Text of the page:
The dawn of negative government bond yields spells trouble for global banks, money market funds

PUBLISHED : Thursday, 03 March, 2016, 12:05pm
UPDATED : Thursday, 03 March, 2016, 12:46pm

The collapse in the yields on some of the world’s most actively traded government bonds knows no bounds.

On Tuesday, Japan sold 10-year government debt at a negative yield, becoming the second country after Switzerland to issue benchmark government debt with a yield below zero, and highlighting the seeming absurdity of a bond market in which investors are willing to pay to lend money for a decade to the world’s most heavily indebted advanced economy.

While short-term speculators, who hold the bonds for a brief period, accounted for nearly all the buying, the rapidly growing universe of negative yields - which now account for as much as one third of developed market government bonds included in JP Morgan’s sovereign bond indices (up from one-sixth at the end of last year) - is dangerously distorting financial markets and inflicting severe pain on banks and money market funds.

The dramatic decline in bond yields is the result of central banks’ ultra-loose monetary policies

The dramatic decline in bond yields is the result of central banks’ ultra-loose monetary policies.

In the eurozone, Switzerland, Sweden, Denmark and now Japan, central banks have crossed a monetary Rubicon by introducing negative interest rates in an effort to counter deflationary forces and stimulate economic growth.

While markets have hitherto goaded central banks into implementing ever looser monetary policies, confidence in the effectiveness and credibility of these policies took a severe knock in late January when the Bank of Japan (BOJ) joined the negative rate club, triggering a sharp sell-off in the shares of banks - particularly European ones - because of concerns about the impact of negative rates on lenders’ profitability.

Eurozone banks’ stocks are still down more than 15 per cent this year while Japanese money market funds have come under severe strain. Moody’s, the rating agency, warned last week that “the ultimate survival of the industry is in jeopardy.”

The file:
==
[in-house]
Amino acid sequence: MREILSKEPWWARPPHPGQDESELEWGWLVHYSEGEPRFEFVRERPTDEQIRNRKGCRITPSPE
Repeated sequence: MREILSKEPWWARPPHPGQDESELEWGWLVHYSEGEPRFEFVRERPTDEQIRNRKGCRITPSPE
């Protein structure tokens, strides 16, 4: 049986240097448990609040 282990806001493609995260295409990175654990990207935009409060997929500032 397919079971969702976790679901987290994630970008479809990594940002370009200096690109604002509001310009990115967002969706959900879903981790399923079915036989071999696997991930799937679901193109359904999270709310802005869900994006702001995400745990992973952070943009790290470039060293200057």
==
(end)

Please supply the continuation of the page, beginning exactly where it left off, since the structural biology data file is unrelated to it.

However investors are displaying a somewhat schizophrenic attitude towards central banks: while there has been a fierce backlash against negative rates, markets are still clamouring for yet more stimulus in the absence of coordinated multilateral fiscal actions to boost growth in the world economy.

Indeed investors expect the European Central Bank (ECB) to trim its deposit rate by a further 10 basis points to minus 0.4 per cent at its closely-watched policy meeting next Thursday. The eurozone economy slipped back into deflation last month, with the core inflation rate, which excludes volatile food and energy prices, falling to 0.7 per cent, roughly one third of the ECB’s target.

This is fuelling speculation that Germany’s 10-year bond yield, which currently stands at just 0.17 per cent (a dramatic 45 basis point drop since the start of this year), will turn negative in the coming days. Half of all government bonds in the eurozone already carry sub-zero yields.

The big question is how much scope there is for yields to be dragged deeper into negative territory and whether buyers of negative-yielding bonds - who take an extremely pessimistic view about the prospects for economic growth and inflation - may have misjudged the market.

That the plunge in bond yields has gone too far and is wreaking havoc on banks’ earnings are not in dispute.

Even the ECB is concerned about the effects of negative rates. On Wednesday, Benoit Coeure, an ECB board member, said the ECB is “studying carefully the schemes used in other [countries] to mitigate possible adverse consequences for the bank lending channel.”

Yet given the downturn in emerging markets (particularly in China), the collapse in oil prices, a lacklustre recovery in the US and slowing growth in the eurozone, there is significant scope for yields to fall further as investors fret about the health of the global economy.

Still, it would not take a lot for the collapse in yields to quickly unwind.

There is a growing sense that the extremely bearish mood in markets right now is overdone – particularly when it comes to fears about a US recession.

If oil prices stabilise - Brent crude, the international benchmark, is up 32 per cent since January 20 - and economic data in the US proves stronger than expected, sentiment towards the global economy could improve, triggering an increase in bond yields.

In mid-April last year, the German 10-year yield looked like it was about to dip into negative territory. Yet by early June it had reached 1 per cent as the outlook for growth and inflation suddenly improved.

Investors bet on persistently negative rates at their peril.

Nicholas Spiro is managing director of Spiro Sovereign Strategy